The rise of DHTML doesn't necessarily mean more hand coded DHTML. Eg, Hibernate's generative encapsulation is in many projects eliminating the need for hand coded SQL. SQL is an interpreted language, a thing that can be easily generatively metaprogramed, and Hibernate proves it. DHTML could also be tamed the same way (perhaps as JSF renderers). I absolutely expect this to dominate the fat client arena (by outcompeting Swing/WebStart), especially when XHTML is replaced or combined with SVG-2. XHTML, SVG, and ECMAScript are all international standards that get revised occasionally. Who wants to compete with that?
  37. If anyone is looking for a pure Servlet based (non-struts) example of AJAX and XSLTProcessor then check out this link:
    http://www.avedatech.com/technotes/XSLTProcessor.jsp
  38. innerHTML[ Go to top ]

    Wouldn't it be more interesting with a standards based approach to web applications (ref: http://adaptivepath.com/publications/essays/archives/000385.php)?

    innerHTML is not a part of DOM (http://www.w3.org/DOM/ or http://www.scottandrew.com/weblog/articles/dom_1).
  39. innerHTML is not a part of DOM

    DOM Level-3 Load&Save standardizes features which previously were given as proprietary details such as innerHTML and XmlHttpRequest. RIA amounts to a completely and internationally standardized framework specified by W3C and ECMA.
  40. forget the x in Ajax[ Go to top ]

    Any download from JavaScript should use JSON (JavaScript Object Notation) instead of XML. This format is naturally integrated in JavaScript.
    On the server side, Java primary types and Collections are marshalled using a simple library. And on the client side, browser independance is managed by an external script.
    You still have to use the returned data (using JavaScript Templates for instance) and put the result in the page (with document.write or innerxxx)

    See JSON-RPC-Java
    (synchronous calls are not recommended, specially using Firefox)
  41. json-rpc-java[ Go to top ]

    asshat penis extender
  42. I don't specialy disagree with you. If only we could put invisible applets everywhere and use a real language instead of JavaScript. But you indeed feel like you gained a new superpower with a browser independent library.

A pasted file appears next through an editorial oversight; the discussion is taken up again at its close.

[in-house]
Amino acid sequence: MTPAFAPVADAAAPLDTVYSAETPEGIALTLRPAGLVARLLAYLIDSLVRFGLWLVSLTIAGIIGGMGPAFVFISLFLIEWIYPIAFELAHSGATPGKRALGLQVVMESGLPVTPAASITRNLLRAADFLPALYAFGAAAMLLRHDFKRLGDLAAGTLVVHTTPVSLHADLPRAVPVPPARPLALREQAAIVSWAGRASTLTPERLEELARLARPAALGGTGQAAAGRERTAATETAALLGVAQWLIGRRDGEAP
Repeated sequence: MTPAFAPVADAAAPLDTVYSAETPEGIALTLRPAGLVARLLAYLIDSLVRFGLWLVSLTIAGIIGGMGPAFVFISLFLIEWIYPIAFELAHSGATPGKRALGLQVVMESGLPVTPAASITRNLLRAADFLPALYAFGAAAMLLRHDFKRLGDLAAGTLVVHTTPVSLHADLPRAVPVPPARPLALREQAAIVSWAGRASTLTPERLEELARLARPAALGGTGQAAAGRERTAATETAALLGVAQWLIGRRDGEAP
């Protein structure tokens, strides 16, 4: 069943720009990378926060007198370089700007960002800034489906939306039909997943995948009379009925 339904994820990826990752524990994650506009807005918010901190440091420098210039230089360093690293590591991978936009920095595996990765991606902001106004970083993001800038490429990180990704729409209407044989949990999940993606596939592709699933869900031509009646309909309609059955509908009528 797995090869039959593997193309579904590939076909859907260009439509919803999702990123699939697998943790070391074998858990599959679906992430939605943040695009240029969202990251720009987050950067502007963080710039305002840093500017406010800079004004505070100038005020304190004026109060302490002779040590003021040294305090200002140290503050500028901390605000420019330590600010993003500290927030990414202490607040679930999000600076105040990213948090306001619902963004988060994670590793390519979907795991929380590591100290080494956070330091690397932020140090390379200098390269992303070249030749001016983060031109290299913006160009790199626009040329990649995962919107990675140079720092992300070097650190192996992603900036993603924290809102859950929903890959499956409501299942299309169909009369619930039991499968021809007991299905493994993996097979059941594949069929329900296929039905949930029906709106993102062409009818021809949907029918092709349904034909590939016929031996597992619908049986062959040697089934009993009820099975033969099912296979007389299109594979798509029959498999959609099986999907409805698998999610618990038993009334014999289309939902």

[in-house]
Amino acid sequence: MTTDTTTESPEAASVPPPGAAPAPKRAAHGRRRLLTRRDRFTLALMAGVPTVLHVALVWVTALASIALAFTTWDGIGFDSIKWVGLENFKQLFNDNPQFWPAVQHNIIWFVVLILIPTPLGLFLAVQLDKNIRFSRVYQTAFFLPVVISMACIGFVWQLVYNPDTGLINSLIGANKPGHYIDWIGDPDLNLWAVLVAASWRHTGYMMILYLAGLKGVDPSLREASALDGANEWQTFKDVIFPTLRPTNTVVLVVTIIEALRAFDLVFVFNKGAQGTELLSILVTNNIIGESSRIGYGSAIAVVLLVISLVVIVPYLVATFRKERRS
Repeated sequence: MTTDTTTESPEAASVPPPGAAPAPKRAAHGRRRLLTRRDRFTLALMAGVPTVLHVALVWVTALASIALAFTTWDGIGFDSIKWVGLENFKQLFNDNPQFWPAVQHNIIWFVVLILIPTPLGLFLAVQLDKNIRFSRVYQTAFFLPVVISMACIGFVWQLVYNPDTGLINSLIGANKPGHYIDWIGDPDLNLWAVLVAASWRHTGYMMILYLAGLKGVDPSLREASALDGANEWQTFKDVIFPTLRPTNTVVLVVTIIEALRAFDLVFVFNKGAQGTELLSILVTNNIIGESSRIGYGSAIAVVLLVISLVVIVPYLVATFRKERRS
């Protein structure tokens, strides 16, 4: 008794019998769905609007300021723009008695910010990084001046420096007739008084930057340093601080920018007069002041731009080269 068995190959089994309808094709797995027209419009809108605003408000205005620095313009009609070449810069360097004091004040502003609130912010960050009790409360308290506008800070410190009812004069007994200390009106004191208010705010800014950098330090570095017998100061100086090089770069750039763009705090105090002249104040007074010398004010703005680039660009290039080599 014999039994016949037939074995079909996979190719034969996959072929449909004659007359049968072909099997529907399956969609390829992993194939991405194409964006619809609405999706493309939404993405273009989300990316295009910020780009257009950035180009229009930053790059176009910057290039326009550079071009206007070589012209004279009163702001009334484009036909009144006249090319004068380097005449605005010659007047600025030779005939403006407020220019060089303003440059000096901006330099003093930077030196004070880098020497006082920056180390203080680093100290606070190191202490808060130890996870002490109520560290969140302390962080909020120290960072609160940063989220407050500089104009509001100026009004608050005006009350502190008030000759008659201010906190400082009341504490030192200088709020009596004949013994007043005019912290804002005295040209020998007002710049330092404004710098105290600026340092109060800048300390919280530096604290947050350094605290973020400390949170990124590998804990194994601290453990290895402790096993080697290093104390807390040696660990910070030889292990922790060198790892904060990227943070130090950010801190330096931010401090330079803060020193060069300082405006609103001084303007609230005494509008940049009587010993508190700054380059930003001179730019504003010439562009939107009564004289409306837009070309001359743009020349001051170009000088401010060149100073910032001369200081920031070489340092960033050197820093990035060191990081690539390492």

The real software evolution is when faisible things become easy.
    A sentence as an answer ?
  43. For the people interested in XMLHttpRequest, here is also another interesting link showing how easy it is to use that method with Tapestry:

    http://www.t-deli.com/ex1/app?service=page/XTileTest

    This example implements a simple completion similar to Google Suggest.

    On the server side you just have to implement the appropriate listener method (handleCallback() in this example) and you are all set. Please see the source code:

    http://www.t-deli.com/xtile-doc/example.html
  44. developer.apple.com article[ Go to top ]

    This article covers similar material to the article http://developer.apple.com/internet/webcontent/xmlhttpreq.html posted on the apple site last year (there is another article on submitting forms remotely, http://developer.apple.com/internet/webcontent/iframe.html, that is also good (and related)). Actually, google was not close to being the first to use this - it seems like they get too much credit; clearly Apple has used this for a while, and Plumtree built it into their portal early last year.

    As a side note, d/t strange ActiveX inconsistancies, if you want these techniques to succeed 100% of the time it's good to use IFrame as a 3rd option when the first two don't pan out.
  45. There is nothing new in this article that could help users get a much firm control over this approach. Similiar to the original Apple article